Did domestic airlines make a killing by unfairly raising fares to exploit a sudden spike in demand during the 10-day strike by Air India pilots that ended last week?
The Competition Commission of India (CCI), India’s antitrust body mandated to rule on cases of caterlisation, abuse of dominance and monopolistic practices, has summoned airline representatives and civil aviation ministry officials on Friday to examine charges of “suspected cartelisation” in the airline industry.
A preliminary probe has found that the private carriers who resorted to opportunistic pricing denied customers an “informed” choice.
Pilots of the former Indian Airlines went on strike between April 27 and May 6 demanding pay parity with their former Air India counterparts – now merged in a single Air India identity — disrupting air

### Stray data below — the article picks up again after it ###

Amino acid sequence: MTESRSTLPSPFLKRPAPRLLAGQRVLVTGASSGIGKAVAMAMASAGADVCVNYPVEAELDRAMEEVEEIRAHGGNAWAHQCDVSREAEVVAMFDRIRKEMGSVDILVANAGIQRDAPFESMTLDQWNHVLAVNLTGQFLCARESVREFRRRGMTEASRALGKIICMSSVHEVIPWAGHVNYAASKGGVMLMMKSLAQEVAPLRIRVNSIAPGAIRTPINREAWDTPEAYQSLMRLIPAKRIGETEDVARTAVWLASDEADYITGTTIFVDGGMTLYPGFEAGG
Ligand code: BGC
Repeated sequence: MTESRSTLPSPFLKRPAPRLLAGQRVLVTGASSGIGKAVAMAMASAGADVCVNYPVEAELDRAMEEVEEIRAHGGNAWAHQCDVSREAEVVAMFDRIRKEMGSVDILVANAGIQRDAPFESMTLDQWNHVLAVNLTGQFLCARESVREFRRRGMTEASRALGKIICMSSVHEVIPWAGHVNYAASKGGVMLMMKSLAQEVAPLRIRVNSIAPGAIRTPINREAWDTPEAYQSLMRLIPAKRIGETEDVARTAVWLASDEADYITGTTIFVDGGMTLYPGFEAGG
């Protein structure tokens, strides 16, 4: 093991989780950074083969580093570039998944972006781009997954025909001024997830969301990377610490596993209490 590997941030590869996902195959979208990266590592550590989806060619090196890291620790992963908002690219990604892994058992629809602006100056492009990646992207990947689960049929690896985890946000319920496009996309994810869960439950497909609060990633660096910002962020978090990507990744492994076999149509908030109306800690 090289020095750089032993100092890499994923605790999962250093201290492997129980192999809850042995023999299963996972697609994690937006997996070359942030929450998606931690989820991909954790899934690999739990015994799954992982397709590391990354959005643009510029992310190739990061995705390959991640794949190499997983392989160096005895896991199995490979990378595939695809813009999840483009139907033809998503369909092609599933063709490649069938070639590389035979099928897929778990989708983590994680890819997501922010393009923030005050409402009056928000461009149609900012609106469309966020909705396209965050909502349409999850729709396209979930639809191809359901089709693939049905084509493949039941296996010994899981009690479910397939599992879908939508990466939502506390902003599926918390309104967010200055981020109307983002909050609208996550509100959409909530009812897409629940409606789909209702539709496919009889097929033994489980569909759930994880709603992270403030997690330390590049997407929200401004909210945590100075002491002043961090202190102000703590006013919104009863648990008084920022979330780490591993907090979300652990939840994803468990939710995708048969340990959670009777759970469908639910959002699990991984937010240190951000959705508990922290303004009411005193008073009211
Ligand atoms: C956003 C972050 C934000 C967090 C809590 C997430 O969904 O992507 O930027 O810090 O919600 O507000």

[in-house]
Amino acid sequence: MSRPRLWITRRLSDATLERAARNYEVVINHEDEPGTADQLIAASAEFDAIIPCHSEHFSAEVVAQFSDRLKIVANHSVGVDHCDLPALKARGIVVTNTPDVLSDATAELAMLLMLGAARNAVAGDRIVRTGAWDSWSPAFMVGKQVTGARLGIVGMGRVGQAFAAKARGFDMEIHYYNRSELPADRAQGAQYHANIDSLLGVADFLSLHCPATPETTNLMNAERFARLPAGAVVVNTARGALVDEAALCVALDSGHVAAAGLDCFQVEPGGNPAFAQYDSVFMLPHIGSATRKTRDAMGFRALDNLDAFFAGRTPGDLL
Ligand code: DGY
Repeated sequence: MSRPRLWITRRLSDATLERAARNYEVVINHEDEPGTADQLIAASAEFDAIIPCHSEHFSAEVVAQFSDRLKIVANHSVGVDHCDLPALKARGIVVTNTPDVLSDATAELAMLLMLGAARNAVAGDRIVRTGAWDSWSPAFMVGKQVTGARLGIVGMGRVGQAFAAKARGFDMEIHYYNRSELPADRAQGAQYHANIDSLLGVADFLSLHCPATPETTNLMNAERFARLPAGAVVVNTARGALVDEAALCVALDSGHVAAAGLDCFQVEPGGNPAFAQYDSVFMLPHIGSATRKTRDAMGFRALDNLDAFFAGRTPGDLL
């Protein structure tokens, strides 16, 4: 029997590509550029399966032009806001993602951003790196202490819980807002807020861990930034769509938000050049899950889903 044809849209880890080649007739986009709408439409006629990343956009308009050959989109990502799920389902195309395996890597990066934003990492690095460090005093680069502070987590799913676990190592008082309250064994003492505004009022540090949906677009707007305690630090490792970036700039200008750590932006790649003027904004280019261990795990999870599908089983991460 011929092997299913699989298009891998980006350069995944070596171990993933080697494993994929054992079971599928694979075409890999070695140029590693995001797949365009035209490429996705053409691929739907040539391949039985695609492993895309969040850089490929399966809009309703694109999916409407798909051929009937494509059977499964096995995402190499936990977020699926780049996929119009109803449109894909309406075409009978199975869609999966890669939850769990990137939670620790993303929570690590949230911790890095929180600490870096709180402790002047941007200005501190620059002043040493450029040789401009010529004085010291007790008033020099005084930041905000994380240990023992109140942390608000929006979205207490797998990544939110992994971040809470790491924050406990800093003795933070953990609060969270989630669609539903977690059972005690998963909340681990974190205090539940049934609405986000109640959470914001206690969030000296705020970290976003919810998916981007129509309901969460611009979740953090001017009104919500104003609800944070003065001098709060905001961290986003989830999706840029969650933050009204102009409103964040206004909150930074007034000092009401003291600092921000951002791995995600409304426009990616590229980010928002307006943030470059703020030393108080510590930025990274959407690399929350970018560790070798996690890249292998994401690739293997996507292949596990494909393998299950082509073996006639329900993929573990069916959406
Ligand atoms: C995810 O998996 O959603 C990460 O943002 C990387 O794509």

Services that led to a drastic shrinkage of availability of seats.
A price hike followed, and private airlines also gained from a shift in demand to them away from the strike-hit carrier.
When contacted Dhanendra Kumar, chairman CCI refused to comment. “It is a pending case and I would not like to comment anything on the issue,” he said.Government sources said that there could have been an abuse of dominance and the regulator could come down heavily on the airlines in case the CCI’s final report shows evidences of cartelisation.
“The CCI had called private airlines on May 13 to pass an interim order. The interim order asked private airlines to immediately stop opportunistic pricing of tickets,” a source said.
The government had written to the CCI asking whether an investigation can be carried out on possible cartelisation by private air carriers during the Air India pilots’ strike.